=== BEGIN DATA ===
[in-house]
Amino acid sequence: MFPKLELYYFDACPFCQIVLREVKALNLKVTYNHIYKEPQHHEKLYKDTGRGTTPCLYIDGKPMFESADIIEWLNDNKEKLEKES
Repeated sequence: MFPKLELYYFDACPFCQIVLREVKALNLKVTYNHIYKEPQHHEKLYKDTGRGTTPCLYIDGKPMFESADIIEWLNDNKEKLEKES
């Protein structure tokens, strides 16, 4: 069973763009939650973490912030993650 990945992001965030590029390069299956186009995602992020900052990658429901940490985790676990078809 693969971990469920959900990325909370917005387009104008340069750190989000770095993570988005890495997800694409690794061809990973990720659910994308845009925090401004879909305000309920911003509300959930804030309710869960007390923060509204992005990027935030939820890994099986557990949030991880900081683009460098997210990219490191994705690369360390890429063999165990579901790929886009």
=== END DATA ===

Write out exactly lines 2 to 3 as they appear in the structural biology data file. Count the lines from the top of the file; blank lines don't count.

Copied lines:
Amino acid sequence: MFPKLELYYFDACPFCQIVLREVKALNLKVTYNHIYKEPQHHEKLYKDTGRGTTPCLYIDGKPMFESADIIEWLNDNKEKLEKES
Repeated sequence: MFPKLELYYFDACPFCQIVLREVKALNLKVTYNHIYKEPQHHEKLYKDTGRGTTPCLYIDGKPMFESADIIEWLNDNKEKLEKES